Thoughts on South African and international politics and culture

Tuesday, October 16, 2007

Mbeki: Indispensable or Simply Arrogant?
Very interesting op-ed piece in the Business Day yesterday, written by UCT public policy lecturer, Anthony Butler. Butler investigates the driving forces behind Mbeki's desperation to hang on to the ANC party presidency, ultimately argues that it is due to his perception of his own "indispensability", and then goes on to debunk that notion.
Under close examination, however, the arguments advanced for Mbeki’s indispensability are even less persuasive than those put forward by Putin’s or Chavez’s champions. First, there is the purported need for the president to safeguard his “economic legacy”. Mbeki’s degree in economics once boosted business confidence, especially in the days when Trevor Manuel, Tito Mboweni and Pravin Gordhan were considered leftist radicals. Today, however, talented economists such as Jabu Moleketi have burst through the ranks and fresh ideas about how to reduce poverty and unemployment have supplanted Mbeki’s tired economic orthodoxies.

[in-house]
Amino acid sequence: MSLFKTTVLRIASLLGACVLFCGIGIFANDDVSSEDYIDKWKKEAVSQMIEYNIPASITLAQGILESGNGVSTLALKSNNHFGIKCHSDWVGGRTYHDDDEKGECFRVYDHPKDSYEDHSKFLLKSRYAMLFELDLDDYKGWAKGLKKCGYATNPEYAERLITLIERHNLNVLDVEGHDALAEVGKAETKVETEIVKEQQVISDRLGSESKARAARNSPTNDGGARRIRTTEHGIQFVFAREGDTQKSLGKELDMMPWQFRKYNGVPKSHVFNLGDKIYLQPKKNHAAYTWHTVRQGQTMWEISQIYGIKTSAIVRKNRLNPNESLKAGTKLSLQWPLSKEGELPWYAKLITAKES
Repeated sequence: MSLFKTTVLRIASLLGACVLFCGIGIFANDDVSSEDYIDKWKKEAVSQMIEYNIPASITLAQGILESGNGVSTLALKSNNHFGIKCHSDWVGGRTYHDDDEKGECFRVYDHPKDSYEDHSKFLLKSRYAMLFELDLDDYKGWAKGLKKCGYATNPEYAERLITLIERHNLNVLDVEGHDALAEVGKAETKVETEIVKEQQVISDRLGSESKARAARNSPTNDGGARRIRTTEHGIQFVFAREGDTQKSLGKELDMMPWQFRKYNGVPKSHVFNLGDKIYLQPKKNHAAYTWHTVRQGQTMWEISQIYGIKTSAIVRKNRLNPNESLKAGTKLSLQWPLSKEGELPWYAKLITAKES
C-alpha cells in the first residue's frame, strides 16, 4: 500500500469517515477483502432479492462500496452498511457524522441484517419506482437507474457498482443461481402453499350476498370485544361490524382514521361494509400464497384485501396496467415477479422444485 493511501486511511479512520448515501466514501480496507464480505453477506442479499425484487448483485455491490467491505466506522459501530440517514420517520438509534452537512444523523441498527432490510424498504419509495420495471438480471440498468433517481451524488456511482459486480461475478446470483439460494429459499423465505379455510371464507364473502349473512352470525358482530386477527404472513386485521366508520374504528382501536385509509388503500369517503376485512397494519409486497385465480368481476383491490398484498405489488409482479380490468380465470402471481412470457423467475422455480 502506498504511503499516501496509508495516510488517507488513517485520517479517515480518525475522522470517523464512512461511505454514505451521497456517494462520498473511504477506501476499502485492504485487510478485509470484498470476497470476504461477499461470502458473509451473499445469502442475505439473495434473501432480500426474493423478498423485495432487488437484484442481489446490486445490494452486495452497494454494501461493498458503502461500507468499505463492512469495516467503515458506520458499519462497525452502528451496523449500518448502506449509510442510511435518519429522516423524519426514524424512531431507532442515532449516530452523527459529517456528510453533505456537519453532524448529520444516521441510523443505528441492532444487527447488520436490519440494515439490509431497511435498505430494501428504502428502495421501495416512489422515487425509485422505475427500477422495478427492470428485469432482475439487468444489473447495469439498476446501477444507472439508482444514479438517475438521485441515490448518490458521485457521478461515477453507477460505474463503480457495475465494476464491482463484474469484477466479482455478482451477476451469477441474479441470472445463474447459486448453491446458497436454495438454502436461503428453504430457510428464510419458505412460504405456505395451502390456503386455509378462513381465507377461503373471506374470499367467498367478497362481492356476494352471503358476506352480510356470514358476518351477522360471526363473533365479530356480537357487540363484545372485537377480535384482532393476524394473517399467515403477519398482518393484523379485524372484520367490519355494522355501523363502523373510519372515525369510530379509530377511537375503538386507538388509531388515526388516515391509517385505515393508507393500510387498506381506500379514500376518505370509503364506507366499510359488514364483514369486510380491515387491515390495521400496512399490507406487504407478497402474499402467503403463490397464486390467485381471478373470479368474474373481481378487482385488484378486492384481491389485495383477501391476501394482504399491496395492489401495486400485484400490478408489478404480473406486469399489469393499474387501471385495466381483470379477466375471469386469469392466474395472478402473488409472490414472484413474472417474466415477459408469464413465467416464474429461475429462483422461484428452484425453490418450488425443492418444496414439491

Mbeki also has no remedy to offer for the limited participation of black South Africans in the formal economy. As Science and Technology Minister Mosibudi Mangena told delegates at last week’s Black Management Forum, after a decade of Mbeki’s rule, whites still control 70% of the land, 98% of the banks, “all” manufacturing and tourism, and the overwhelming majority of precious metal reserves.

A second claim by Mbeki’s circle is that a power handover would create an insoluble challenge of continuity planning. Those not in government, they observe, necessarily “lack the experience” to be considered for high office. But does the current assemblage of ministers, directors-general, security chiefs and political managers really represent an irreplaceable national treasure whose hard- accumulated knowledge must be safeguarded at any cost?

Third, Mbeki’s people now implausibly claim that only they can resolve problems that result from their own past mistakes. Many health professionals, for example, believe that SA’s HIV/AIDS crisis has been made immeasurably more dangerous by sluggish interventions under Mbeki, and they now fear the rise of the sinister menace of drug resistant tuberculosis. Mbeki’s team remains eerily calm. Asked about slow implementation of government AIDS programmes, his health minister recently remarked that “Rome was not built in one day”.
An interesting read.